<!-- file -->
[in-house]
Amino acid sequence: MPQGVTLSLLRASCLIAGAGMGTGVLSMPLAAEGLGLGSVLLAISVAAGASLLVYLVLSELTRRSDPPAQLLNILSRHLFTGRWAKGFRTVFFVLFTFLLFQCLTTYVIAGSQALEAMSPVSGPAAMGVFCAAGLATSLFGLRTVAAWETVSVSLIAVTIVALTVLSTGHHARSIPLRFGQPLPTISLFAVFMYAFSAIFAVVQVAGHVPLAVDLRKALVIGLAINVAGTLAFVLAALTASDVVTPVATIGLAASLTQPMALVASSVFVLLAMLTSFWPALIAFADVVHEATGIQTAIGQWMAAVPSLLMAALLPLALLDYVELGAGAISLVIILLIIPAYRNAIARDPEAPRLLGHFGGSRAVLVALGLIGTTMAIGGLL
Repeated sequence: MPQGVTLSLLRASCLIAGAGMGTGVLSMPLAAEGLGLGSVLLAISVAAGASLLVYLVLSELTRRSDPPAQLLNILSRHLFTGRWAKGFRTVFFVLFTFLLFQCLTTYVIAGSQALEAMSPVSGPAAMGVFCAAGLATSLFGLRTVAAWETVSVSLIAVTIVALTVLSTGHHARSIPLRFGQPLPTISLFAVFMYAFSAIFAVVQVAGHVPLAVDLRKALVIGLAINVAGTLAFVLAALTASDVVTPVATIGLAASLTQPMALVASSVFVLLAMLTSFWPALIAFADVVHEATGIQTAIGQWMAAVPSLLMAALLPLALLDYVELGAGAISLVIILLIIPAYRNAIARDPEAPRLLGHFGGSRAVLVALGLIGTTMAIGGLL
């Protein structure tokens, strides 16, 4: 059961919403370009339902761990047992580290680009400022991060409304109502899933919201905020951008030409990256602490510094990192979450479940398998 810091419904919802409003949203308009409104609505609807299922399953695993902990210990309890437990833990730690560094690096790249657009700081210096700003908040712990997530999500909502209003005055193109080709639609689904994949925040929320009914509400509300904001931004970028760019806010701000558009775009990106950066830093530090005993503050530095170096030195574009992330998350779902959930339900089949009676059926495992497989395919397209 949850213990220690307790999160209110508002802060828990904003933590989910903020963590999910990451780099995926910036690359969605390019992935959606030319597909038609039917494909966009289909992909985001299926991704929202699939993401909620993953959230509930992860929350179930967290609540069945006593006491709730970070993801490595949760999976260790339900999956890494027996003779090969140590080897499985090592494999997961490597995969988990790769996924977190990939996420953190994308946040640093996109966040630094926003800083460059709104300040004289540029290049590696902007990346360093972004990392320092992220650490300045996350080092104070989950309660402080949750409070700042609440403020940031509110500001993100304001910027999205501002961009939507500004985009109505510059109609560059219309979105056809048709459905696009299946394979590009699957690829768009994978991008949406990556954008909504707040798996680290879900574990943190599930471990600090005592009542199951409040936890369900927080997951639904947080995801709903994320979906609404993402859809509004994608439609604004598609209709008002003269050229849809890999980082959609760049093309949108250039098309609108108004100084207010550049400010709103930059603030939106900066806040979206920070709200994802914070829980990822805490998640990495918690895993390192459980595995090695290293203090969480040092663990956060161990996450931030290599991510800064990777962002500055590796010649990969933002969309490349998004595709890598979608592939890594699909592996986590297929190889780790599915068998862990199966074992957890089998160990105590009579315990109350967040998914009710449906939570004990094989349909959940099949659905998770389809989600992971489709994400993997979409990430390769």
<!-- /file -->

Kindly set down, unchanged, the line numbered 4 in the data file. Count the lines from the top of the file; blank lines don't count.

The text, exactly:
């Protein structure tokens, strides 16, 4: 059961919403370009339902761990047992580290680009400022991060409304109502899933919201905020951008030409990256602490510094990192979450479940398998 810091419904919802409003949203308009409104609505609807299922399953695993902990210990309890437990833990730690560094690096790249657009700081210096700003908040712990997530999500909502209003005055193109080709639609689904994949925040929320009914509400509300904001931004970028760019806010701000558009775009990106950066830093530090005993503050530095170096030195574009992330998350779902959930339900089949009676059926495992497989395919397209 949850213990220690307790999160209110508002802060828990904003933590989910903020963590999910990451780099995926910036690359969605390019992935959606030319597909038609039917494909966009289909992909985001299926991704929202699939993401909620993953959230509930992860929350179930967290609540069945006593006491709730970070993801490595949760999976260790339900999956890494027996003779090969140590080897499985090592494999997961490597995969988990790769996924977190990939996420953190994308946040640093996109966040630094926003800083460059709104300040004289540029290049590696902007990346360093972004990392320092992220650490300045996350080092104070989950309660402080949750409070700042609440403020940031509110500001993100304001910027999205501002961009939507500004985009109505510059109609560059219309979105056809048709459905696009299946394979590009699957690829768009994978991008949406990556954008909504707040798996680290879900574990943190599930471990600090005592009542199951409040936890369900927080997951639904947080995801709903994320979906609404993402859809509004994608439609604004598609209709008002003269050229849809890999980082959609760049093309949108250039098309609108108004100084207010550049400010709103930059603030939106900066806040979206920070709200994802914070829980990822805490998640990495918690895993390192459980595995090695290293203090969480040092663990956060161990996450931030290599991510800064990777962002500055590796010649990969933002969309490349998004595709890598979608592939890594699909592996986590297929190889780790599915068998862990199966074992957890089998160990105590009579315990109350967040998914009710449906939570004990094989349909959940099949659905998770389809989600992971489709994400993997979409990430390769």